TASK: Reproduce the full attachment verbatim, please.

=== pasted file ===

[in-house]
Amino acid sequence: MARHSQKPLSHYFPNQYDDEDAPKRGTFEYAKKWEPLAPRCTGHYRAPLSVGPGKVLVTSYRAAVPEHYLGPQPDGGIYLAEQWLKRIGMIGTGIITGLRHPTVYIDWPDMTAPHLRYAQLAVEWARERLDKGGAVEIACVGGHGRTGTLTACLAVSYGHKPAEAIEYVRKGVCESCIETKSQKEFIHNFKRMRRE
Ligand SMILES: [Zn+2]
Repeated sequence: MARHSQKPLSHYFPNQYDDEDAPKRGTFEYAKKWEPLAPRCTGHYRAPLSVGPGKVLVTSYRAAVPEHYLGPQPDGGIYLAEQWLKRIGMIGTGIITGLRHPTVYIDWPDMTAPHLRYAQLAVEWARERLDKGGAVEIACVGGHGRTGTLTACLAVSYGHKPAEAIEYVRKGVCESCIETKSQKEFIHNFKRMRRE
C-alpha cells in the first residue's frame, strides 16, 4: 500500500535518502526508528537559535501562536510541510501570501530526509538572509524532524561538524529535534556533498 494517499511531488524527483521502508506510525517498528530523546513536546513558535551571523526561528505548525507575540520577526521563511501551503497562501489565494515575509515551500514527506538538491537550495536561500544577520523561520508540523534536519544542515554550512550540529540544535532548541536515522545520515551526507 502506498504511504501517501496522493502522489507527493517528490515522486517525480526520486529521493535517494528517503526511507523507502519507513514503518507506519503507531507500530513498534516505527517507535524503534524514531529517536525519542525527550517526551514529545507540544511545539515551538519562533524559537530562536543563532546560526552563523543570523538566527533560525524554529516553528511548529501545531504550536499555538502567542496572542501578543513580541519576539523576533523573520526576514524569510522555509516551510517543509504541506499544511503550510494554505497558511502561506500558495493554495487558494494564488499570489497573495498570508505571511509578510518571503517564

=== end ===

[in-house]
Amino acid sequence: MARHSQKPLSHYFPNQYDDEDAPKRGTFEYAKKWEPLAPRCTGHYRAPLSVGPGKVLVTSYRAAVPEHYLGPQPDGGIYLAEQWLKRIGMIGTGIITGLRHPTVYIDWPDMTAPHLRYAQLAVEWARERLDKGGAVEIACVGGHGRTGTLTACLAVSYGHKPAEAIEYVRKGVCESCIETKSQKEFIHNFKRMRRE
Ligand SMILES: [Zn+2]
Repeated sequence: MARHSQKPLSHYFPNQYDDEDAPKRGTFEYAKKWEPLAPRCTGHYRAPLSVGPGKVLVTSYRAAVPEHYLGPQPDGGIYLAEQWLKRIGMIGTGIITGLRHPTVYIDWPDMTAPHLRYAQLAVEWARERLDKGGAVEIACVGGHGRTGTLTACLAVSYGHKPAEAIEYVRKGVCESCIETKSQKEFIHNFKRMRRE
C-alpha cells in the first residue's frame, strides 16, 4: 500500500535518502526508528537559535501562536510541510501570501530526509538572509524532524561538524529535534556533498 494517499511531488524527483521502508506510525517498528530523546513536546513558535551571523526561528505548525507575540520577526521563511501551503497562501489565494515575509515551500514527506538538491537550495536561500544577520523561520508540523534536519544542515554550512550540529540544535532548541536515522545520515551526507 502506498504511504501517501496522493502522489507527493517528490515522486517525480526520486529521493535517494528517503526511507523507502519507513514503518507506519503507531507500530513498534516505527517507535524503534524514531529517536525519542525527550517526551514529545507540544511545539515551538519562533524559537530562536543563532546560526552563523543570523538566527533560525524554529516553528511548529501545531504550536499555538502567542496572542501578543513580541519576539523576533523573520526576514524569510522555509516551510517543509504541506499544511503550510494554505497558511502561506500558495493554495487558494494564488499570489497573495498570508505571511509578510518571503517564